Donald MacInnes: Surprise, Surprise! There is a limit to American overspending
Donald MacInnes writes Tales from the Water Cooler, which can be found every Saturday on page 2 of i. And, although a financial near-imbecile, he writes a weekly column in The Independent’s Money section, also on Saturdays. He writes regularly on a broad range of subjects in i’s Freeview section and occasionally fills in on Simon Kelner’s daily column when emotionally up to it. @DonaldAMacInnes
Friday 06 December 2013
As we trudge ever onwards towards Santa's ghastly grotto, bearing that annual downcast air; heading for yet another financial cavity search of Christmas spending, I thought it timeous that I address some possible differences between how we approach emptying our bank accounts in celebration of the birth of Jesus (how apt, how suitable... not) and how our American third-cousins-twice-removed do so.
The reason for the pan-Atlantic comparison – and some of you may be aware of this – is that, as I write to you, I am ever-glad to be near the Everglades in south Florida, still managing to do my best to hide from the Yule-ish, goulish assault on my wallet from British retailers desirous of my hard-accrued groats.
Mind you, however much I try to put it off, there will come a time (essentially, I suppose, when my Virgin jet takes off from Miami later today) when I will have to suck it up, man up and take up the reins of my personal sleigh and do my best to guide it safely through the melting icebergs of financial restraint.
While many of you will have been Christmas shopping for what may seem like the best part of a year, America really only got started last Friday, the day after Thanksgiving; the day they call Black Friday.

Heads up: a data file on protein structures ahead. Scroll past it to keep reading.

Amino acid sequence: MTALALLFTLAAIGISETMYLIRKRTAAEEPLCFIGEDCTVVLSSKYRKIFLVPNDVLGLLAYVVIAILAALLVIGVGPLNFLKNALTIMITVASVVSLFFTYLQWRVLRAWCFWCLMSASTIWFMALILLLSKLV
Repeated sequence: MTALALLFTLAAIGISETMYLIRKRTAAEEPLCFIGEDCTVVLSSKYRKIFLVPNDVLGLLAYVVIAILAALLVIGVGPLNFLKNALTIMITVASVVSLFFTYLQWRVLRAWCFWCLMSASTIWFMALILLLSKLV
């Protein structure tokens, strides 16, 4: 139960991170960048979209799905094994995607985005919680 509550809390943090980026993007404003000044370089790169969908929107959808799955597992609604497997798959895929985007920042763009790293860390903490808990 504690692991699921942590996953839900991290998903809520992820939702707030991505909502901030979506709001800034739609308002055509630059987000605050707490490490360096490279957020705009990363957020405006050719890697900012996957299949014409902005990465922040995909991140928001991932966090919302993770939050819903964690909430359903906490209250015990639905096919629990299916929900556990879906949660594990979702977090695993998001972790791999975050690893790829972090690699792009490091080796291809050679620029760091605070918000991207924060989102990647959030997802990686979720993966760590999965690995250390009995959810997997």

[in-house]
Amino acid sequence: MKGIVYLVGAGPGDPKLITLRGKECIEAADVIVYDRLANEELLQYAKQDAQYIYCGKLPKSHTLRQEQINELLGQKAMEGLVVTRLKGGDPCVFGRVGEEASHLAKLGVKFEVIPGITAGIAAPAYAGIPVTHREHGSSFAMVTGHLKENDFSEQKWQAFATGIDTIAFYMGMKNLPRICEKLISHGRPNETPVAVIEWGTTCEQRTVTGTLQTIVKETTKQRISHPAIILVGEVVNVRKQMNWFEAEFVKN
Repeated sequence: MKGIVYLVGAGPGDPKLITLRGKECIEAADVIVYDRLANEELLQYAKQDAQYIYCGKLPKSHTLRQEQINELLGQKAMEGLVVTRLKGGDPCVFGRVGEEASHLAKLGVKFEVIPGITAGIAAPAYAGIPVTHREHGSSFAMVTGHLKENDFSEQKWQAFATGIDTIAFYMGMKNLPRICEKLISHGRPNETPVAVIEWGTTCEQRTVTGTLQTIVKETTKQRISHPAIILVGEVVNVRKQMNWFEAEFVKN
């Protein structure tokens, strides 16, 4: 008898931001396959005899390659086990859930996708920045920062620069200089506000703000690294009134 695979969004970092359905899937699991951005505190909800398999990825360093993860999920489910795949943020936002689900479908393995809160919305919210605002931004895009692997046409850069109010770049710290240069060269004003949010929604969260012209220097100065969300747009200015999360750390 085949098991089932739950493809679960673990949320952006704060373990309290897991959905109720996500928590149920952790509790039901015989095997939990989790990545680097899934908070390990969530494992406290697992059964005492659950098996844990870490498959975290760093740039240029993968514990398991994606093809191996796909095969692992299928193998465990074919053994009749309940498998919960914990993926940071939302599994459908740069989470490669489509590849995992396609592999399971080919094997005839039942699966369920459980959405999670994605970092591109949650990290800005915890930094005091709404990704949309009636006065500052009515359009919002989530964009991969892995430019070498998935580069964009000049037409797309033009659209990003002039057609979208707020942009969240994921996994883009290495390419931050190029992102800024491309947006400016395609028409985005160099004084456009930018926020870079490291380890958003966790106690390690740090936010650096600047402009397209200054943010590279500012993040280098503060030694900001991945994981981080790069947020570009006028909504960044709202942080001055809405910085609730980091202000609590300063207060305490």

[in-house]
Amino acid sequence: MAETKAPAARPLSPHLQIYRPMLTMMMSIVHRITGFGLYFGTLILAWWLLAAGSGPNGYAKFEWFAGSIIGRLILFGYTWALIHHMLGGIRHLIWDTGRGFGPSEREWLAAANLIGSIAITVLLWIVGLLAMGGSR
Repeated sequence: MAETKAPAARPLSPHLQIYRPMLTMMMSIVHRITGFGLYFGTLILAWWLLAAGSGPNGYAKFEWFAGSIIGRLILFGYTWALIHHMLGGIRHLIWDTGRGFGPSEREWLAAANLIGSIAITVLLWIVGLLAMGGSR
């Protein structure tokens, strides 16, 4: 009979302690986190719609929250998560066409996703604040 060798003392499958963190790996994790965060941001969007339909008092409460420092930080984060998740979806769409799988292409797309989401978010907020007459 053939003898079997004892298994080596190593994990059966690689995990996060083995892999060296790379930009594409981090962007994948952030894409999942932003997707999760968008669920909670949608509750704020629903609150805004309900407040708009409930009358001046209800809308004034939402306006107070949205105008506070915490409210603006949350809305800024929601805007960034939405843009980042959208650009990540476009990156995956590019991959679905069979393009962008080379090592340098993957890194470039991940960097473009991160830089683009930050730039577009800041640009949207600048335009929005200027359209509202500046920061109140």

I wrote about Black Friday in my i column last weekend. But to quickly recap, this is the day which, for most Americans, fires the starting gun on the festive shopping madness. Thanksgiving may fall a mere matter of weeks before Christmas but it definitely provides a speed bump in the year-round excesses of debiting and crediting.
In the lead-up to this celebration of founding fatherhood, this ancient pilgrimage, Christmas is not often discussed. All thoughts are fixated on the arrival of family, on which particular mountain ranges of food to prepare and on the communal offering up of genuinely humble appreciation that they are lucky enough to be living in the most prosperous land of them all.
On the back of that come many, many commercials flagging up Black Friday and the following Cyber Monday, bookends to the Thanksgiving weekend of sitting about not doing very much. Cyber Monday, of course, is the perfect way to round off a weekend of sedentary pleasures, involving as it does just as much rampant consumerism as the previous Friday, but all done from the comfort of your couch.
While the assumption always persists that in the land of the free (market), spending will always continue to go up and up, there was a surprise in store (I'll say!) this morning, when sales figures for Black Friday were announced. It seems that the all-American appetite for non-stop spending actually does have a ceiling. According to the National Retail Federation, Americans this year spent $57.4bn (£35.03bn) over the Black Friday weekend, down from last year's $59.1bn (36.06bn). That saw consumers spend an average of $407.02 (£248.36), down from $423.55 £258.45) last year. Who would have thunk it?
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